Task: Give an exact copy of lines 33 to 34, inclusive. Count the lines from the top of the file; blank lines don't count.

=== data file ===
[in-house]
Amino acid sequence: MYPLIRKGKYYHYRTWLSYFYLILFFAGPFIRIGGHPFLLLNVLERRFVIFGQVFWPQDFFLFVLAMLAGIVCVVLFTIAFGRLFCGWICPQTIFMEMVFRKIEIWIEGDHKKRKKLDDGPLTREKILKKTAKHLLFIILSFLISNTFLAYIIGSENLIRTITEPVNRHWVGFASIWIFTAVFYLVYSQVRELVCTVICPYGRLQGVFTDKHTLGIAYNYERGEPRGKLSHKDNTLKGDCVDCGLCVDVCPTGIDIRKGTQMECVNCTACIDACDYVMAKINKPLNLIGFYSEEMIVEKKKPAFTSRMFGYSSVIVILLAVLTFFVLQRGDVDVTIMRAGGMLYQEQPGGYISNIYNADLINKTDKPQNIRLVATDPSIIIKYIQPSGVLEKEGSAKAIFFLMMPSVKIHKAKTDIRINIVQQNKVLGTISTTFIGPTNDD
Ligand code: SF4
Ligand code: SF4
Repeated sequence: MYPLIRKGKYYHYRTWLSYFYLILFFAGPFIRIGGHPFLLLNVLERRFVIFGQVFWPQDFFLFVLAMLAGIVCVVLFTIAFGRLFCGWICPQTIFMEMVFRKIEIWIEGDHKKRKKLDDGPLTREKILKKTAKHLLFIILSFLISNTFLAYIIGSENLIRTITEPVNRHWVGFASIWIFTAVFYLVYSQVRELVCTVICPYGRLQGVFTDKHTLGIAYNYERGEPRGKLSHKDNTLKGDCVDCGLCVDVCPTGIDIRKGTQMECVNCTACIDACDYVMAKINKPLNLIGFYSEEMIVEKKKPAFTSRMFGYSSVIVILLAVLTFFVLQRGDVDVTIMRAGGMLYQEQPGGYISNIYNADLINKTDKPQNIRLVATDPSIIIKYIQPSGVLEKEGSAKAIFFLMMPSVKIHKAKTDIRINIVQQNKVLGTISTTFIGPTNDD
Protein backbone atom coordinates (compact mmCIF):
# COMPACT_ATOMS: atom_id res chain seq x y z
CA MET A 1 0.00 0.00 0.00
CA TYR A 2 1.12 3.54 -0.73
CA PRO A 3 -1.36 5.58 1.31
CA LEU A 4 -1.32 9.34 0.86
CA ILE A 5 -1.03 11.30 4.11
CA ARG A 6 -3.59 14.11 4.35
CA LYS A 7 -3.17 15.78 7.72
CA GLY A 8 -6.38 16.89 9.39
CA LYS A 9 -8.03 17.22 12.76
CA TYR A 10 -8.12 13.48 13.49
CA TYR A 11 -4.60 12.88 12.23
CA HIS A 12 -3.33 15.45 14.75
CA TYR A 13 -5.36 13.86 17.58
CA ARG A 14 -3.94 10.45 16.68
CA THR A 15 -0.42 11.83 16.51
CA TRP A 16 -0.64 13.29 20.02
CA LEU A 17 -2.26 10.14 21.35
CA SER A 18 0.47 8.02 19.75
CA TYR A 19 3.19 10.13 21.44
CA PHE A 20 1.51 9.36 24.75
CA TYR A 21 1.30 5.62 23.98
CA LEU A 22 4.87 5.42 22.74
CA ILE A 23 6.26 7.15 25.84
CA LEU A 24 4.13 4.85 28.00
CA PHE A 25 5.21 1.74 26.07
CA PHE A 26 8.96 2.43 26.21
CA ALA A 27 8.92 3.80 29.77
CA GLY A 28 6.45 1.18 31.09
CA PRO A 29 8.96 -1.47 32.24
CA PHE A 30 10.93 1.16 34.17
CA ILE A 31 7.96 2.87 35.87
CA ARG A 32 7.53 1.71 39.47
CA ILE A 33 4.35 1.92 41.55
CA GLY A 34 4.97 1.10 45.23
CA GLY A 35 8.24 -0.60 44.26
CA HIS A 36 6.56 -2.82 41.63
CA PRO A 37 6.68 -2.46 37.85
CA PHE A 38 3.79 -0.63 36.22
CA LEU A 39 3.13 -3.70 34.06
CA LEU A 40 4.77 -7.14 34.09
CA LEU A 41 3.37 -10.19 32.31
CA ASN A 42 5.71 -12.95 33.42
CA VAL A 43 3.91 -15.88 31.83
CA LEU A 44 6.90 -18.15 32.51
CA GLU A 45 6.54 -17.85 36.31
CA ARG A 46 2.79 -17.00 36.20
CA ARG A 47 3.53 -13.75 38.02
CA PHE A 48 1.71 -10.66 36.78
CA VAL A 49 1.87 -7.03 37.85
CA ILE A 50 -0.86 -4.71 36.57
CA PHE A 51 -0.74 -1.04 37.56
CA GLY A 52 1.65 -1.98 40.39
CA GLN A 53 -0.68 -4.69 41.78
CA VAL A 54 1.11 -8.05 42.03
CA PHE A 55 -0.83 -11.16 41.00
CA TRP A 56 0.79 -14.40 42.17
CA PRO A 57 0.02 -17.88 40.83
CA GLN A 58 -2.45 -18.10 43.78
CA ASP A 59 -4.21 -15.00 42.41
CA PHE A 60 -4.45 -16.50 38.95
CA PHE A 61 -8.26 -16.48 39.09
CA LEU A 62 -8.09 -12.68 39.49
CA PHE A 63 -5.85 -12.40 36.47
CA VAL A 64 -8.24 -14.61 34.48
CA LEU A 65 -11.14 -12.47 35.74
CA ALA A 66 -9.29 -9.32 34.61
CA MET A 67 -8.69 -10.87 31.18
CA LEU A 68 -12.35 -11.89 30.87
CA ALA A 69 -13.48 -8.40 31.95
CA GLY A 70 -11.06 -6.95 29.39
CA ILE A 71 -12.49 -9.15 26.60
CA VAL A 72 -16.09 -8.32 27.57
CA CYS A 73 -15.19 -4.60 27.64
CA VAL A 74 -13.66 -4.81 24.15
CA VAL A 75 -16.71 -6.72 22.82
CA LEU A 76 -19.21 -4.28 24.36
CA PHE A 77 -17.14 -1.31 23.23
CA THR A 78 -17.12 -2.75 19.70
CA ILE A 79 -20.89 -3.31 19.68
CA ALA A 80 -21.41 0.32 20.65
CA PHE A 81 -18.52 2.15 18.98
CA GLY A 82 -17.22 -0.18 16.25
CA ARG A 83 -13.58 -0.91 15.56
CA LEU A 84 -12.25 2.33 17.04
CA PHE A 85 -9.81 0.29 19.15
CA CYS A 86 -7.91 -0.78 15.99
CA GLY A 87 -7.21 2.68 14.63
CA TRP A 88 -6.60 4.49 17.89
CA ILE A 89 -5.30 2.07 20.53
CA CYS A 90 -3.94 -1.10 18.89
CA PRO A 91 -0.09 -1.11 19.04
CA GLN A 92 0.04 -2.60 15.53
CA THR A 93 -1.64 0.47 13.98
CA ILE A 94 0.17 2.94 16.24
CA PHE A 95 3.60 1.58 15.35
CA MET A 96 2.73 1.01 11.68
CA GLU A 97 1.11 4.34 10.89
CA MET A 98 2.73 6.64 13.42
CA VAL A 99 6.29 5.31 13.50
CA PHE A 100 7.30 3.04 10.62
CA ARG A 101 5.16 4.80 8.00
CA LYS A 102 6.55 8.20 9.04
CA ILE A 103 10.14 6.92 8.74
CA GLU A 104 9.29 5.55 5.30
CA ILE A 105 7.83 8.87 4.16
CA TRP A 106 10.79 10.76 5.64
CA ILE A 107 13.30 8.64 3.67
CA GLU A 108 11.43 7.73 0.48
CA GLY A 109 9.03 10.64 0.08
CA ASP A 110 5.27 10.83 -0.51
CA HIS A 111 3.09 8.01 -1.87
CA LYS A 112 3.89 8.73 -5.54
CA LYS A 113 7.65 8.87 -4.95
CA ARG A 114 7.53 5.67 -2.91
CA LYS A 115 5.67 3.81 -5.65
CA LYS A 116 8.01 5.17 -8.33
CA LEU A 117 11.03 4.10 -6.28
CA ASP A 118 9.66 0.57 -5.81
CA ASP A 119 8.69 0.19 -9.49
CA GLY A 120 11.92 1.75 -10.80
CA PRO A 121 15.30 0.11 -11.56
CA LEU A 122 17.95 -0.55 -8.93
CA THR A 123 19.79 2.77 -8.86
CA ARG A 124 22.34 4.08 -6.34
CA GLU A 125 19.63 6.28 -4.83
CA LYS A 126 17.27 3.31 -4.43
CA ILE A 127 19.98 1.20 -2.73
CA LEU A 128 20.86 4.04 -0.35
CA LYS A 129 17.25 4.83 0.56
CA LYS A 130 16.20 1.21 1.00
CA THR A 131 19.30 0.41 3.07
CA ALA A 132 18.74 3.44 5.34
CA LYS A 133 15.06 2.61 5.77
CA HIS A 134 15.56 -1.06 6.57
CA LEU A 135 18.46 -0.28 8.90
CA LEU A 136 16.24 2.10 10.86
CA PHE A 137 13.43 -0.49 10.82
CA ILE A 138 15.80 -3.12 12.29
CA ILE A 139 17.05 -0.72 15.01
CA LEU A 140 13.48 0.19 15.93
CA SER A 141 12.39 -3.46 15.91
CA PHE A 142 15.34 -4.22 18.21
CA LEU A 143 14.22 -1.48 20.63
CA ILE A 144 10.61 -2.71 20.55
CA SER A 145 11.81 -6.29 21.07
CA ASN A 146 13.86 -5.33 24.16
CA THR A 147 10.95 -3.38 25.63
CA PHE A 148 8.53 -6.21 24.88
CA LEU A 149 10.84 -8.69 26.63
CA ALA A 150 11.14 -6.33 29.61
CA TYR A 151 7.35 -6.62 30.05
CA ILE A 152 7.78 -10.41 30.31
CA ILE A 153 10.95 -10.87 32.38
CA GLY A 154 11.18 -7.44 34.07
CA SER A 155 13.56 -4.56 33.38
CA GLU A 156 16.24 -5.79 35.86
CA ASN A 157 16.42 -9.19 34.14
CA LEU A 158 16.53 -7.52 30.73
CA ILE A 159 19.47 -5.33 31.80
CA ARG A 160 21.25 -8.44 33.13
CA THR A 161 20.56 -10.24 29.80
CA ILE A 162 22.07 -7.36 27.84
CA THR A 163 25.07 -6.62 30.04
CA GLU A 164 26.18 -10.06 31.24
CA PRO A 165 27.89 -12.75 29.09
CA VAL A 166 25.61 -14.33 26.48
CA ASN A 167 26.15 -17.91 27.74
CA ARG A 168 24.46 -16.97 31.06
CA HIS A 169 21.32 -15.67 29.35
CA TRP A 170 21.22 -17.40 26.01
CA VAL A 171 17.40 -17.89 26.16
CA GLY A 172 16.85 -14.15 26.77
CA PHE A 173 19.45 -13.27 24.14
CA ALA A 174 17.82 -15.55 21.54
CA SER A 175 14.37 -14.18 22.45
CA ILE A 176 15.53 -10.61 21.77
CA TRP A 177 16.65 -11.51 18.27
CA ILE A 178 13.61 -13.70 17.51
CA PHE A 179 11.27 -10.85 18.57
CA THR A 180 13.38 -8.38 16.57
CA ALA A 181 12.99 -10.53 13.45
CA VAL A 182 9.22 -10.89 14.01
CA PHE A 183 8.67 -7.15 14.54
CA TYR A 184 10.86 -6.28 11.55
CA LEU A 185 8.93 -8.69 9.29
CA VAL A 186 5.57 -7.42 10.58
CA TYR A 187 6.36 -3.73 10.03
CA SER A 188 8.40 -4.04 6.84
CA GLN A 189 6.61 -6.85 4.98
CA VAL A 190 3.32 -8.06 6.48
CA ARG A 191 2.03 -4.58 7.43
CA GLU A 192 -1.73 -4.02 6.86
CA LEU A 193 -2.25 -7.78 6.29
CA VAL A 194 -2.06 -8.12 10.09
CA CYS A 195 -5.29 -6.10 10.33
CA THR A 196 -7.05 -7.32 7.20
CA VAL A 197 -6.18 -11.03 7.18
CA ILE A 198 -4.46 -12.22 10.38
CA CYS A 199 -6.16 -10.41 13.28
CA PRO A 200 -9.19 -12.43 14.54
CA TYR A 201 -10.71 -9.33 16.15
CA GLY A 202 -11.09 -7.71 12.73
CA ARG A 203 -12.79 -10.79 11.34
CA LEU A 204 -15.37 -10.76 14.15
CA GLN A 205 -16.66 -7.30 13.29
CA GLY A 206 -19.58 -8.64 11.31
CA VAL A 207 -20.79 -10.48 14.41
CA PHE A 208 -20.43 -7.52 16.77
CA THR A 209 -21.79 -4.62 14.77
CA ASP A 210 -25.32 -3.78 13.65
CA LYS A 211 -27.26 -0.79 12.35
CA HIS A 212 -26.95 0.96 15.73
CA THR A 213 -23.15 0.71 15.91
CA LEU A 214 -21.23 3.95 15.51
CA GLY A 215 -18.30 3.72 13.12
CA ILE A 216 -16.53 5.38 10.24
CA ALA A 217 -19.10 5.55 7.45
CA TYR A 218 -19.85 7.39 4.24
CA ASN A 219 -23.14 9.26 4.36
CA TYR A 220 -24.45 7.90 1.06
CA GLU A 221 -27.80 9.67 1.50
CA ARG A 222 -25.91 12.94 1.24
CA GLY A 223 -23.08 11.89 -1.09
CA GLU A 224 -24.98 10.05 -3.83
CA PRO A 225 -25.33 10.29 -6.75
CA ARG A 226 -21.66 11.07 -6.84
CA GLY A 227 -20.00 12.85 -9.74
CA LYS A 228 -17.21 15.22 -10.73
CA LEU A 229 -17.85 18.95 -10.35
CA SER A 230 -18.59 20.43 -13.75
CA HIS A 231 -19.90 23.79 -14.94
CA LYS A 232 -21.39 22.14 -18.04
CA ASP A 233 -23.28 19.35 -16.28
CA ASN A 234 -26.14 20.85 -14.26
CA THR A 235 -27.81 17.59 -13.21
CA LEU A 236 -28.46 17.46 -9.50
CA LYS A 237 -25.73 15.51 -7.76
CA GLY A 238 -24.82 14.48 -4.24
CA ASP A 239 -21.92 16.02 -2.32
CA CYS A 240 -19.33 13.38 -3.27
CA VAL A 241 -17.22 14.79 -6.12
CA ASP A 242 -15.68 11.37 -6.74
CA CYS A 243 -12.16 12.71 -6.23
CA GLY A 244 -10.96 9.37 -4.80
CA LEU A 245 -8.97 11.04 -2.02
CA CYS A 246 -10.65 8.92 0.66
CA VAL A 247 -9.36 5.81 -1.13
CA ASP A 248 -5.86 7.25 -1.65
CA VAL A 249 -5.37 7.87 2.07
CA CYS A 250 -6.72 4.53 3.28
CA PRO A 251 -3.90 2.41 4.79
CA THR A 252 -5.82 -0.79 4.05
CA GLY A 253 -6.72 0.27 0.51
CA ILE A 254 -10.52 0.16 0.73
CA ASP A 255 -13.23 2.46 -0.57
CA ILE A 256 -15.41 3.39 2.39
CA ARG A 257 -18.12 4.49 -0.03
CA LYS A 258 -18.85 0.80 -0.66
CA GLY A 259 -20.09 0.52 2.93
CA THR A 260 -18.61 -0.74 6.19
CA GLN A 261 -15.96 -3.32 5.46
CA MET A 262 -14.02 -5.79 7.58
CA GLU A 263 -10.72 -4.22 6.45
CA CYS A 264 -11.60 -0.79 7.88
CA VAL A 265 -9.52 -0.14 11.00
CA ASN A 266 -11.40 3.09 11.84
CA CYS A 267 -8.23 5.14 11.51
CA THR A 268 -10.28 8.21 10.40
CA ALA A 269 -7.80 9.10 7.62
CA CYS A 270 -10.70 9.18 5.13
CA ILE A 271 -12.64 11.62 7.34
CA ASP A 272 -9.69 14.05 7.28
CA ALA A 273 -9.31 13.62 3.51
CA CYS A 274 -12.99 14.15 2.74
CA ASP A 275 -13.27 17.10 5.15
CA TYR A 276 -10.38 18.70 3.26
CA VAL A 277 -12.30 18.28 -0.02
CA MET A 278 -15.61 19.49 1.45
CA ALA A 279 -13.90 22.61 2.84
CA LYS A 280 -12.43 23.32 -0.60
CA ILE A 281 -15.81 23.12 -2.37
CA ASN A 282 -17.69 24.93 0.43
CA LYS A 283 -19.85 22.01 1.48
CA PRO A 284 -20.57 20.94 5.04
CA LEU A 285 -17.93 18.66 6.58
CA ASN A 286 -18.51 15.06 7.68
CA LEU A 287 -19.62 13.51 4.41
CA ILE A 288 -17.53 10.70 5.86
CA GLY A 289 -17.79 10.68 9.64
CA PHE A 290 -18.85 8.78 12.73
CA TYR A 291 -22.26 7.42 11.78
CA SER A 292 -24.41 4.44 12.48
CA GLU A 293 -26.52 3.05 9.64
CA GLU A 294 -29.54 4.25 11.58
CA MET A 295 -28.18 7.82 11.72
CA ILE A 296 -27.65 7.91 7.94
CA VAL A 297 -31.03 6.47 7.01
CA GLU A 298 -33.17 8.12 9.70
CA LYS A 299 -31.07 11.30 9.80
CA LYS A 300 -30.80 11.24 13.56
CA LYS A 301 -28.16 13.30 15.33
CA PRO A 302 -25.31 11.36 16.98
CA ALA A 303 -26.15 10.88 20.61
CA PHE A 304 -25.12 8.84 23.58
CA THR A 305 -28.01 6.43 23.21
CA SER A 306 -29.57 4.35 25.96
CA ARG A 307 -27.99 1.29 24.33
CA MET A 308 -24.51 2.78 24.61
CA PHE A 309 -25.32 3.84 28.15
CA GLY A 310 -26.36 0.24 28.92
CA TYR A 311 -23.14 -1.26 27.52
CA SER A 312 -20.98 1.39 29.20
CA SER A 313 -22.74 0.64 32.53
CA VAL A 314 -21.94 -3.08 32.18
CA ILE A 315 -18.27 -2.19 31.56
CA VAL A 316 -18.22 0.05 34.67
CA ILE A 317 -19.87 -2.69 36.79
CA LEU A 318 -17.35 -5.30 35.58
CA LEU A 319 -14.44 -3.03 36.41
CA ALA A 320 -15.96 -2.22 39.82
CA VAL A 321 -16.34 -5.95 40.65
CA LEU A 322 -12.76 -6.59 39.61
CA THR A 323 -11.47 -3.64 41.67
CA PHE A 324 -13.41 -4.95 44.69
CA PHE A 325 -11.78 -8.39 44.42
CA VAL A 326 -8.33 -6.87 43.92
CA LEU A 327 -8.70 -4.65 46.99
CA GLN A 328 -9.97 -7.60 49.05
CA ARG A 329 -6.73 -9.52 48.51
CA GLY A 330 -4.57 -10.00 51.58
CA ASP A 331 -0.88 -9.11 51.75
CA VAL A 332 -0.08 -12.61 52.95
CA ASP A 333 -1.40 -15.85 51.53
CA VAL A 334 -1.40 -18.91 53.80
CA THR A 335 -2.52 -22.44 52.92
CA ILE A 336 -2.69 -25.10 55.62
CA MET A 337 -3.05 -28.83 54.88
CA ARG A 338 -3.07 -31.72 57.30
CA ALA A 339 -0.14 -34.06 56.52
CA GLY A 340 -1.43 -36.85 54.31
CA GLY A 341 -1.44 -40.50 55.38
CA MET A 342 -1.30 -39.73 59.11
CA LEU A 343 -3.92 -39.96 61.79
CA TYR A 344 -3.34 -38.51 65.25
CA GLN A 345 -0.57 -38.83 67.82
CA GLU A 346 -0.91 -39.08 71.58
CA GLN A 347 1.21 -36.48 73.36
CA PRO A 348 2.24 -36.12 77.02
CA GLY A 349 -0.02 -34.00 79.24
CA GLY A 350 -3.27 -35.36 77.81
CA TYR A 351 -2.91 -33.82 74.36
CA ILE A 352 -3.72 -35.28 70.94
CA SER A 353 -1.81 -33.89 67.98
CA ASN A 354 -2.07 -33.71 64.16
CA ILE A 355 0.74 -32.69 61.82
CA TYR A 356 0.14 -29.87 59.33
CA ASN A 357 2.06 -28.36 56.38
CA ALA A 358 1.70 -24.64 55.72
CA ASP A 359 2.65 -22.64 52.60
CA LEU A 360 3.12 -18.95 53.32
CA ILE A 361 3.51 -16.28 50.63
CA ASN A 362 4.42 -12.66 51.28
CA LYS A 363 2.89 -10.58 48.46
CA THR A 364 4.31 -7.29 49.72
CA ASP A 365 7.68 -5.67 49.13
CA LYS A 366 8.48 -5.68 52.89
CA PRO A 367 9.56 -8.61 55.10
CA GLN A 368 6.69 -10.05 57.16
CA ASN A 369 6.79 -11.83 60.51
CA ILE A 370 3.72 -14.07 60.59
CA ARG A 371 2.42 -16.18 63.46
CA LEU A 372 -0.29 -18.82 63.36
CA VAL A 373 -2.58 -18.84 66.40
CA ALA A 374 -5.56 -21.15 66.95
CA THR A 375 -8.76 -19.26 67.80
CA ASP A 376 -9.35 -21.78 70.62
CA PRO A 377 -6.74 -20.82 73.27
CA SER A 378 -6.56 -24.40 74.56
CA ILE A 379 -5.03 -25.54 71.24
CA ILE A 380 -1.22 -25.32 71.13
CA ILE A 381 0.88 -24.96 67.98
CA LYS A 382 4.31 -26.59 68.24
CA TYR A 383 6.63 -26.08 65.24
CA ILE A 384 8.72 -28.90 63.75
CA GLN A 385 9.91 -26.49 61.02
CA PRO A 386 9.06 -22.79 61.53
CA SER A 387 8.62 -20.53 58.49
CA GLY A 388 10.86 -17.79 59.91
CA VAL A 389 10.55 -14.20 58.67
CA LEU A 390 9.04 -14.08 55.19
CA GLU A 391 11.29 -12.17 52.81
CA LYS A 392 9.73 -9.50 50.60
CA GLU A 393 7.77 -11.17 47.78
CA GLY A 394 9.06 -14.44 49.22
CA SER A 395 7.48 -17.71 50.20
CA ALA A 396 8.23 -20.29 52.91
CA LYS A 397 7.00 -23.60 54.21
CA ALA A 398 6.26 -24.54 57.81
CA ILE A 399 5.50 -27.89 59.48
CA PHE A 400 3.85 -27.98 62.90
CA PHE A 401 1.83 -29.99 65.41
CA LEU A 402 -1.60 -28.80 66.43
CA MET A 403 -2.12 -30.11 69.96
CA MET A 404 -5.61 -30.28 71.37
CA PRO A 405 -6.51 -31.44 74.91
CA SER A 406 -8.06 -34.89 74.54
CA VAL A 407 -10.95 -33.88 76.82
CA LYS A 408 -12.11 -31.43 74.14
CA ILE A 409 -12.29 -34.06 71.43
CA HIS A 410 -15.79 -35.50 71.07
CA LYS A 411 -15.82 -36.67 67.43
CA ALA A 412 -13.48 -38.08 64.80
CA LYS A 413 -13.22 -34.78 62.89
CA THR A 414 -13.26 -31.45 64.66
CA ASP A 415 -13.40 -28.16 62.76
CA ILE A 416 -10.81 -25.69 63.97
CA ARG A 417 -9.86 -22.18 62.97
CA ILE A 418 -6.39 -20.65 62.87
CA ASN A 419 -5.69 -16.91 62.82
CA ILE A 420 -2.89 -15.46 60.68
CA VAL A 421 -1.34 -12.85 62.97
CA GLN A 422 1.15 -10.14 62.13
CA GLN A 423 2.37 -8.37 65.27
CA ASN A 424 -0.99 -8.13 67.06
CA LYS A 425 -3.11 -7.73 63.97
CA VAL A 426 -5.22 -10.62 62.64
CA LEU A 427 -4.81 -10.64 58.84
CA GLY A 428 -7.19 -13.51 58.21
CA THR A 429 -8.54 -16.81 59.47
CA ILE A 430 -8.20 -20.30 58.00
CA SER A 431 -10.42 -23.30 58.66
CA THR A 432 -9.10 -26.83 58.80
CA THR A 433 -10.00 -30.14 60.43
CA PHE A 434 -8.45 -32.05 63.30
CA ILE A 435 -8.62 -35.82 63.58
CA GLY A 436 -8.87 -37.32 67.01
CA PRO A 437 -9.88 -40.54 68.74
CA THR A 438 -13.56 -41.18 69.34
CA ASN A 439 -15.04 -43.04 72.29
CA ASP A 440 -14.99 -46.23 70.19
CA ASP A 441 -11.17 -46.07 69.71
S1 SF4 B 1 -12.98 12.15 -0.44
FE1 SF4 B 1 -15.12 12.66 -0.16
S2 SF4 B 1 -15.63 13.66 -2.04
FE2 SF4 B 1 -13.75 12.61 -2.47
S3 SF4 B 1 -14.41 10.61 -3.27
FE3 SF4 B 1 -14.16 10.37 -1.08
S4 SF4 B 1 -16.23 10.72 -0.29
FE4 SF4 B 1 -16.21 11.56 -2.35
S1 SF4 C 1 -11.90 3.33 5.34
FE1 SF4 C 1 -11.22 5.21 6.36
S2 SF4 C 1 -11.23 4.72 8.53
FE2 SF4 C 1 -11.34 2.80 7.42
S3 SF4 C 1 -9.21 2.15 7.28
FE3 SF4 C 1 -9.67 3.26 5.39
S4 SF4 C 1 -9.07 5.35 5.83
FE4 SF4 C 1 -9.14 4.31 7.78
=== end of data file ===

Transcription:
CA PHE A 26 8.96 2.43 26.21
CA ALA A 27 8.92 3.80 29.77